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The Odd Team: Deontay Wilder’s weirdest heavyweight redemption duo

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When you’ve knocked out your trainer in seconds, and his nickname happens to be “The Odd Guy,” Deontay Wilder can count himself locked in the strangest redemption duo the sport has ever seen.

Wilder, aiming to correct a one-sided beating at the hands of Tyson Fury in 2020, has just over two months to fine-tune his camp.

That training partnership sees the former WBC heavyweight champion joining forces with Malik Scott, a former contender himself.


Now, you may get forgiven for questioning what credentials Scott has to prepare a fighter for a top division title shot. But there was a time when the Philadelphian was 35-0 and touted as a world title challenger.

A draw with Vyacheslav Glazkov and swift defeat to Derek Chisora soon afterward ended those predictions. Scott then got out before his record took a turn for the worst.

The Wilder contest took place eight months after the Chisora loss and lasted all of 96 seconds. Wilder walked out of the Coliseo Ruben Rodriguez in Bayamon with his future trainer, though.

Fast forward victories over Alex Leapai, Tony Thompson, a defeat to Luis Ortiz, and seven years, Scott finds himself in a lofty position as the coach of a top-three heavyweight.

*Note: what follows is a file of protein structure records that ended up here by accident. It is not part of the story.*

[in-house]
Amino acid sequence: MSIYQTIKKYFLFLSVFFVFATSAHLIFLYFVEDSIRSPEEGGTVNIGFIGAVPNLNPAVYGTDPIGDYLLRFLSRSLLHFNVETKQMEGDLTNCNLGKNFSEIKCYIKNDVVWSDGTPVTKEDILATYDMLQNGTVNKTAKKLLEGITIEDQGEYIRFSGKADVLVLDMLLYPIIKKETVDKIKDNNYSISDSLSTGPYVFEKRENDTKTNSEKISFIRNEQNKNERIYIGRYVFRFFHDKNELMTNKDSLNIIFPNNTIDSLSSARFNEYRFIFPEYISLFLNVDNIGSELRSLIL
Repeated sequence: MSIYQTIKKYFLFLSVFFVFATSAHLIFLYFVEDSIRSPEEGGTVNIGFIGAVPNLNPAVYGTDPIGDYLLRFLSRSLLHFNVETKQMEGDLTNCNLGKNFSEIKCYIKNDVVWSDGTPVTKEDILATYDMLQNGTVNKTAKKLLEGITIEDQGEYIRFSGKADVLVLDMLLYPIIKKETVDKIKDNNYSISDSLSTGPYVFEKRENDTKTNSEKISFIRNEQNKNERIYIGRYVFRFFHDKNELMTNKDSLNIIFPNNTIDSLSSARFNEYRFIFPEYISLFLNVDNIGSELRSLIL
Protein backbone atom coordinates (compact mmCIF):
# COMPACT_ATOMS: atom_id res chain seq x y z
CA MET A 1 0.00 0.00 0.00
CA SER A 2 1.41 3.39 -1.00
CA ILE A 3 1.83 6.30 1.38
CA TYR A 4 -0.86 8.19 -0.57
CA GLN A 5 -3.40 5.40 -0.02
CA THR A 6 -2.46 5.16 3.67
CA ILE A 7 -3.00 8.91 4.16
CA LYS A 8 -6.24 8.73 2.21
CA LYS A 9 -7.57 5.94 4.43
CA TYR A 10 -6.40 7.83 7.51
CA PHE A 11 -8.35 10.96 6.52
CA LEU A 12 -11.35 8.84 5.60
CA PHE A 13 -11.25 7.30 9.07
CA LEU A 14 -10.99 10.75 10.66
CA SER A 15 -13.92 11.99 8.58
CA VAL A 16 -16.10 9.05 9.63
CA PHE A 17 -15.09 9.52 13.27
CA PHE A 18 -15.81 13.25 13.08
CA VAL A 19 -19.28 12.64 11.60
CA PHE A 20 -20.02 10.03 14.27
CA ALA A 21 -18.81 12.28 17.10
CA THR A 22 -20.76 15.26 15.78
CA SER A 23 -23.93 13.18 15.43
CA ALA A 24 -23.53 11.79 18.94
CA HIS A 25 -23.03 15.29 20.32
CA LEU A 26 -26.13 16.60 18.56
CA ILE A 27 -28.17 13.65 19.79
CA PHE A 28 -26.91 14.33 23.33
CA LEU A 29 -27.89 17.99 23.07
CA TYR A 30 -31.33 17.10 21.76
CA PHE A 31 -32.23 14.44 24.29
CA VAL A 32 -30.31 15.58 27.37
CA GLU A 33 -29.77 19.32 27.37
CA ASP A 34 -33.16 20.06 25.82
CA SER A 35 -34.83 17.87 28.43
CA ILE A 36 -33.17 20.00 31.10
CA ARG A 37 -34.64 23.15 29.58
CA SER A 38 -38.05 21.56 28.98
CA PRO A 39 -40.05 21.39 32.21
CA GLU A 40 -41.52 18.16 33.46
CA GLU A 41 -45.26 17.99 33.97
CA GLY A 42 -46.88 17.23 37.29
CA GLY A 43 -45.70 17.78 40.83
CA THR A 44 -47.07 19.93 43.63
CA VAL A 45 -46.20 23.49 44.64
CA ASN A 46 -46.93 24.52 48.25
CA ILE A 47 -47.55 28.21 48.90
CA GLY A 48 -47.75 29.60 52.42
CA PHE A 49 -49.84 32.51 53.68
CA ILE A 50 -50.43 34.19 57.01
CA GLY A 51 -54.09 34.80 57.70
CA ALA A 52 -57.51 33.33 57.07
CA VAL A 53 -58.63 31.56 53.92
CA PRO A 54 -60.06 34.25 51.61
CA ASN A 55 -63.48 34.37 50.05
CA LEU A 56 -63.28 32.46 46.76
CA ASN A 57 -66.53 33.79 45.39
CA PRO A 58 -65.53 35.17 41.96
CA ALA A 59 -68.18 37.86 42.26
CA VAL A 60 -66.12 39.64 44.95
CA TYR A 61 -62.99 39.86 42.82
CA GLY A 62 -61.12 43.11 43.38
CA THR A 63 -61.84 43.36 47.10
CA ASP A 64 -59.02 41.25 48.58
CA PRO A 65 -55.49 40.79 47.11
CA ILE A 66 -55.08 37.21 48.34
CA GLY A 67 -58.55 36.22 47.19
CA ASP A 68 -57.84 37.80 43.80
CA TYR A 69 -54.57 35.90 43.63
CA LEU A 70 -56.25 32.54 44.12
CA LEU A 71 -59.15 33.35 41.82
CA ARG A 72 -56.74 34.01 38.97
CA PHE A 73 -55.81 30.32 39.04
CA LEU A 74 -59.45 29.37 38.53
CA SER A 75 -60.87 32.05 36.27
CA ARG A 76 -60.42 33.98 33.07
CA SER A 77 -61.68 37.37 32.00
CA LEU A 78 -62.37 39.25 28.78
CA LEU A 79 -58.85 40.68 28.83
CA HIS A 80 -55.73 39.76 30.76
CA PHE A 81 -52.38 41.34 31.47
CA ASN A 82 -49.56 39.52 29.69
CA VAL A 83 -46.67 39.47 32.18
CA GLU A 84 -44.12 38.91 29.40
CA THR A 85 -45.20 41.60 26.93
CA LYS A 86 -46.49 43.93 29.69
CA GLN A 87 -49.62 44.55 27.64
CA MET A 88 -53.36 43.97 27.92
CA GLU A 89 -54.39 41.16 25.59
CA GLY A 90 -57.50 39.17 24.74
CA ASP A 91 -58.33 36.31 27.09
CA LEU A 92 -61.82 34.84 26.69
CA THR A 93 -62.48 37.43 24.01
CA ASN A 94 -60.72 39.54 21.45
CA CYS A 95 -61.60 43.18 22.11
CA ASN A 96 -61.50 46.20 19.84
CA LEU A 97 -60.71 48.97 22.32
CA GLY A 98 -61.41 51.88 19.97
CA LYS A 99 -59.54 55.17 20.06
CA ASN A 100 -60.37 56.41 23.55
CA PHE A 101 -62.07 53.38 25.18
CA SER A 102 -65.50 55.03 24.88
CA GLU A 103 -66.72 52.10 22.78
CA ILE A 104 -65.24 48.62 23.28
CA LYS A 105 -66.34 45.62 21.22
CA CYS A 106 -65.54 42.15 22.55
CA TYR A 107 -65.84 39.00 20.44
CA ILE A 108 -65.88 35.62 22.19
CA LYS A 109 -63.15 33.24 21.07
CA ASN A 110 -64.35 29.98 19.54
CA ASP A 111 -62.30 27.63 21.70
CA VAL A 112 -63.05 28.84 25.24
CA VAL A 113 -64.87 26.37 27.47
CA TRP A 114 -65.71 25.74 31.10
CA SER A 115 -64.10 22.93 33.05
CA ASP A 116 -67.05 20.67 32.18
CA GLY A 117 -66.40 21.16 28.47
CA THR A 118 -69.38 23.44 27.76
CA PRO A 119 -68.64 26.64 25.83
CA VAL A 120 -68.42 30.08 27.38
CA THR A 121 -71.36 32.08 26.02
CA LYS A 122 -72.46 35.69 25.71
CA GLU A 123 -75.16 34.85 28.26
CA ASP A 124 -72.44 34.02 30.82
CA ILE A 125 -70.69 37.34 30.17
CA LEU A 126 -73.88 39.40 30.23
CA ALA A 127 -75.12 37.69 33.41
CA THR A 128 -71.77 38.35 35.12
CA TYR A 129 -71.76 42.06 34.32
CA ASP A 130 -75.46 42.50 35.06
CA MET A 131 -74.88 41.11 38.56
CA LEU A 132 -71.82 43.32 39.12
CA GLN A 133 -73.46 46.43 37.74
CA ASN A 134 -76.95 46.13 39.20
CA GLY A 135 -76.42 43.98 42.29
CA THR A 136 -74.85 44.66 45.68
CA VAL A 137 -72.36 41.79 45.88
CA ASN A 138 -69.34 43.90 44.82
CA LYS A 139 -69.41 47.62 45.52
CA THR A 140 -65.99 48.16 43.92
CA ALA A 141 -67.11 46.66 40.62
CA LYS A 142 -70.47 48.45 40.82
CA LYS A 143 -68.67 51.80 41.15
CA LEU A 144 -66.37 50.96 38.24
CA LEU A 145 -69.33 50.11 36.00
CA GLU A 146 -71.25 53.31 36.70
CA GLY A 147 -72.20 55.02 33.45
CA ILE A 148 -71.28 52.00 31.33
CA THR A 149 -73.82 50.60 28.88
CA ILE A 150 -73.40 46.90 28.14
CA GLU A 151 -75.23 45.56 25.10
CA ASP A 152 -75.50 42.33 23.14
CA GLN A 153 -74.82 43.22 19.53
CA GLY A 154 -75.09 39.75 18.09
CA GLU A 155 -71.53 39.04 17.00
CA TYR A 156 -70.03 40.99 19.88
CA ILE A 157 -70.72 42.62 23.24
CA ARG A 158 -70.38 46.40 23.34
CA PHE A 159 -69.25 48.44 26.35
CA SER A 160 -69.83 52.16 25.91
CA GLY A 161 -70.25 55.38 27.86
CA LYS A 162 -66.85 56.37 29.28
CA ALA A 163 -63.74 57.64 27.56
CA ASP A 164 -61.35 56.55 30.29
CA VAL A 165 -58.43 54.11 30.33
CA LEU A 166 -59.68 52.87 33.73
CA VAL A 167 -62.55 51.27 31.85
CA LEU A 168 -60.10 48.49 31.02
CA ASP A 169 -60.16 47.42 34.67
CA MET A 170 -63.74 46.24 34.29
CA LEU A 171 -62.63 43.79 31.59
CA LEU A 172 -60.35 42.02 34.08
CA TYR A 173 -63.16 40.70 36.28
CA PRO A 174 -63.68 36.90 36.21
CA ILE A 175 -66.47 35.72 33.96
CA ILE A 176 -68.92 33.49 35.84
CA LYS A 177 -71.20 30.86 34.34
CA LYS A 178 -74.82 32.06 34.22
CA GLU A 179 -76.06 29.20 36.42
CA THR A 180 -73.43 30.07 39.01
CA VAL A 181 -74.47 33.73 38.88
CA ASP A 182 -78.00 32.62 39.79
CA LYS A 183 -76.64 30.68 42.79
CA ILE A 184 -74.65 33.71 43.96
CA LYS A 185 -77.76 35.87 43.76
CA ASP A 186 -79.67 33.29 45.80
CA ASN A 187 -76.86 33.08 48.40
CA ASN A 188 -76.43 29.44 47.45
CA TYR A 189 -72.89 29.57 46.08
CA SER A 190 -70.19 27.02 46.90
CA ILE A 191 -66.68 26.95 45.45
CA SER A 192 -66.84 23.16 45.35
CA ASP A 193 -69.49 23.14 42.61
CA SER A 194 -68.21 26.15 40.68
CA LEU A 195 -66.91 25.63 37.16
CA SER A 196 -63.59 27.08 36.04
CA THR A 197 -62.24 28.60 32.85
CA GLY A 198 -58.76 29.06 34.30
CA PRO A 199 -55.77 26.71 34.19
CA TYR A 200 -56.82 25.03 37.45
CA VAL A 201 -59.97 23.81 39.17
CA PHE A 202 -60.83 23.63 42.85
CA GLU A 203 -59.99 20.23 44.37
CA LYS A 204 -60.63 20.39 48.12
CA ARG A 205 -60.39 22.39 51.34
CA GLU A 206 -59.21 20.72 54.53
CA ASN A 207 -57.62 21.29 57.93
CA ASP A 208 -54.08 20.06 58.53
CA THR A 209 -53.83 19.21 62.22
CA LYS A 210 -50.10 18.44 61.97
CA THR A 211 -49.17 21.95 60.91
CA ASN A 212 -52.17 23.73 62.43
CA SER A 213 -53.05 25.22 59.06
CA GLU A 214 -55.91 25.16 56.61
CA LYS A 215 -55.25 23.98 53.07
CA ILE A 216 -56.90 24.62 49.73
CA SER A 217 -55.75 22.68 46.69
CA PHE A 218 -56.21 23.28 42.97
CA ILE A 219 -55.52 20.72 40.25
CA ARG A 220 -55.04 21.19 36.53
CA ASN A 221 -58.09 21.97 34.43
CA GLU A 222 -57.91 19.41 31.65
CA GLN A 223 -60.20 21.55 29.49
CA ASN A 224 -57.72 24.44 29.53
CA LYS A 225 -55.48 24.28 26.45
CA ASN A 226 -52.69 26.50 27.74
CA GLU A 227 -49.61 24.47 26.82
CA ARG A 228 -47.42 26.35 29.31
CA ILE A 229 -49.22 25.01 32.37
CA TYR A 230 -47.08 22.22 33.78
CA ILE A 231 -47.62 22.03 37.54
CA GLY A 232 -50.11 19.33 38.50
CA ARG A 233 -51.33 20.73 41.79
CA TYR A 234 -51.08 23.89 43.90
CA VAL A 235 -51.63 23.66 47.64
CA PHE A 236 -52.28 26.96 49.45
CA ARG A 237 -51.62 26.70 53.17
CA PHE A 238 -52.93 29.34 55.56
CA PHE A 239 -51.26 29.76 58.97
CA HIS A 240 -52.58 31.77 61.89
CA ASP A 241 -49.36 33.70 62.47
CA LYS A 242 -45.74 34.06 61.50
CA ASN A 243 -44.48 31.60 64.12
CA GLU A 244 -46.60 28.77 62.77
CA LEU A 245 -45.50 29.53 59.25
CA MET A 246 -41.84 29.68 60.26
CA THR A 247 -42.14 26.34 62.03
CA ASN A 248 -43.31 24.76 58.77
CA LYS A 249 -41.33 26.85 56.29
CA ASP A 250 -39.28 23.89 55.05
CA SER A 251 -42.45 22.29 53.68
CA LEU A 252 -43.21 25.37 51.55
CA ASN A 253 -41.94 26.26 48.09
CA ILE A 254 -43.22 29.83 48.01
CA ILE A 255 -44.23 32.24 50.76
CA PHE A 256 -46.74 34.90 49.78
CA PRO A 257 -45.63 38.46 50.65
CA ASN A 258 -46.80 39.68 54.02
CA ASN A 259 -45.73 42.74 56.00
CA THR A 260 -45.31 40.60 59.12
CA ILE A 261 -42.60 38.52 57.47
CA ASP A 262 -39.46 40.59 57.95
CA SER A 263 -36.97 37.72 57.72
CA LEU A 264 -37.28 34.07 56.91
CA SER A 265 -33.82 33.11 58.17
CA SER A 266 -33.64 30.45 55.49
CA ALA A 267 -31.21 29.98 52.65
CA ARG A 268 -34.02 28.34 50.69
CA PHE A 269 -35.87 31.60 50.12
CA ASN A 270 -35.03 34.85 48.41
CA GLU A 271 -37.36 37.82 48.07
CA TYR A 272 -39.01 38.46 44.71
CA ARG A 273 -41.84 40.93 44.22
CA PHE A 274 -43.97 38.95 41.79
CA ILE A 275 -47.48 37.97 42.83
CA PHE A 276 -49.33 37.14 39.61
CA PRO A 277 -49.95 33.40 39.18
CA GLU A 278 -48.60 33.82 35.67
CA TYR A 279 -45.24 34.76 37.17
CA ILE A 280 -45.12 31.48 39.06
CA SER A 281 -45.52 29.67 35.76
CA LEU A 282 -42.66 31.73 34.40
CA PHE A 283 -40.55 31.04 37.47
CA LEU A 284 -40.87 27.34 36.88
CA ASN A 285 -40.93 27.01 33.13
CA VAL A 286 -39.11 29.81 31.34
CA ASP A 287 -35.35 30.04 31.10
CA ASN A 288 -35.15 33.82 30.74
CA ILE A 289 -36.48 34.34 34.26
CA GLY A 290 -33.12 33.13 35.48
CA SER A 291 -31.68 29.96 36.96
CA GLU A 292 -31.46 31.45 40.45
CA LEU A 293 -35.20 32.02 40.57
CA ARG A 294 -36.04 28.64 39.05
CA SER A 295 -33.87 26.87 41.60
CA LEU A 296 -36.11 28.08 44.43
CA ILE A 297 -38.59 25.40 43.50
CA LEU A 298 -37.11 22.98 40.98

Attempting to tweak what many believe is a mountain of changes needed in Wilder’s style would be far too big of a job – even for the best trainers in the world.


What “The Odd Guy” has to do is not attempt to make Wilder run before he can walk. Make slight changes but nothing that will stop the primary weapon in his arsenal.

“The Bronze Bomber” cannot veer from the one-punch knockouts the got him where he was for five years. He reigned long as a feared green and gold belt holder.

Making too many alterations would be detrimental to Wilder’s capacity to blast out opponents. Something which he almost did the first time he met Fury in December 2018.

Deontay Wilder Malik Scott

Furthermore, Scott can put his name in lights alongside Wilder if he can pull off the seemingly impossible task of nailing Fury to the canvas. If he fails, “King” Scott may fall foul of one of the shortest reigns as a head trainer known to pugilism.

Boxing’s oddest couple bids to pull off a “smash and grab” of the highest order on October 9th in Las Vegas. Tune in to find out what goes down.

Phil Jay is the Editor of WBN. An Auxiliary member of the Boxing Writers Association of America since 2018. And a member of the Sports Journalists’ Association. Follow on Twitter @PhilJWBN.